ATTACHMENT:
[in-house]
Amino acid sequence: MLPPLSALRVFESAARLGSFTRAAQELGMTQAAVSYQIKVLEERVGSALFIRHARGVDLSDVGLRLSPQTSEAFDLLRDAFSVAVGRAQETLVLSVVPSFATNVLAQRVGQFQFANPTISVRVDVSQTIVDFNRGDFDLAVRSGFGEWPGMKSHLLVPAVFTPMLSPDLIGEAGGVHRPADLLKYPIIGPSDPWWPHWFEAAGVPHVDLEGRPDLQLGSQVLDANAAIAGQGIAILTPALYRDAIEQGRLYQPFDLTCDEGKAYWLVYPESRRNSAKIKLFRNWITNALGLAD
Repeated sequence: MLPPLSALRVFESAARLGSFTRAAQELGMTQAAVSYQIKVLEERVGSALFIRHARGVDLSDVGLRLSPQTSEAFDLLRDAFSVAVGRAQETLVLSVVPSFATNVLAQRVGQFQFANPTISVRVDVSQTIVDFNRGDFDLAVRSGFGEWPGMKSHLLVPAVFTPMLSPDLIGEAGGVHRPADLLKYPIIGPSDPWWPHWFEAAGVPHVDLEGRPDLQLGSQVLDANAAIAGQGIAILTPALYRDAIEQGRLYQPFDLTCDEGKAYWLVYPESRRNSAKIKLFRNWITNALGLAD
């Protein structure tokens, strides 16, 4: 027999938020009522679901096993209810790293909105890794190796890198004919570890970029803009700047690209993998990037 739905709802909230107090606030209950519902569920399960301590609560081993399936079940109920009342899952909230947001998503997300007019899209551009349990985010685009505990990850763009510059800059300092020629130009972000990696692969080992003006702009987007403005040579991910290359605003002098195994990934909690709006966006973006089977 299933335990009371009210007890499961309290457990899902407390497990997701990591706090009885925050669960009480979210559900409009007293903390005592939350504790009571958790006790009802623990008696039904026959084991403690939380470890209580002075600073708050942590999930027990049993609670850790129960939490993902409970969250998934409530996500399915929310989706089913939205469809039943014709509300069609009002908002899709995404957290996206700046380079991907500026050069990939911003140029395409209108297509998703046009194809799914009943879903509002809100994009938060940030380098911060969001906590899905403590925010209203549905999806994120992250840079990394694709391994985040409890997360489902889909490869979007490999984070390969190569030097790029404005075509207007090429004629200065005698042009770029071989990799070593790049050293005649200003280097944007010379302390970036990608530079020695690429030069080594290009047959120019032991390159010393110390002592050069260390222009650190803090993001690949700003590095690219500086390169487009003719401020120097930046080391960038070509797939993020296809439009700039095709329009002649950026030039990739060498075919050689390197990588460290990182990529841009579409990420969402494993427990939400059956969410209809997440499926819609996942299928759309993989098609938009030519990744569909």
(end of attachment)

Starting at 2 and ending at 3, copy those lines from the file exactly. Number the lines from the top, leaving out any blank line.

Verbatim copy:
Amino acid sequence: MLPPLSALRVFESAARLGSFTRAAQELGMTQAAVSYQIKVLEERVGSALFIRHARGVDLSDVGLRLSPQTSEAFDLLRDAFSVAVGRAQETLVLSVVPSFATNVLAQRVGQFQFANPTISVRVDVSQTIVDFNRGDFDLAVRSGFGEWPGMKSHLLVPAVFTPMLSPDLIGEAGGVHRPADLLKYPIIGPSDPWWPHWFEAAGVPHVDLEGRPDLQLGSQVLDANAAIAGQGIAILTPALYRDAIEQGRLYQPFDLTCDEGKAYWLVYPESRRNSAKIKLFRNWITNALGLAD
Repeated sequence: MLPPLSALRVFESAARLGSFTRAAQELGMTQAAVSYQIKVLEERVGSALFIRHARGVDLSDVGLRLSPQTSEAFDLLRDAFSVAVGRAQETLVLSVVPSFATNVLAQRVGQFQFANPTISVRVDVSQTIVDFNRGDFDLAVRSGFGEWPGMKSHLLVPAVFTPMLSPDLIGEAGGVHRPADLLKYPIIGPSDPWWPHWFEAAGVPHVDLEGRPDLQLGSQVLDANAAIAGQGIAILTPALYRDAIEQGRLYQPFDLTCDEGKAYWLVYPESRRNSAKIKLFRNWITNALGLAD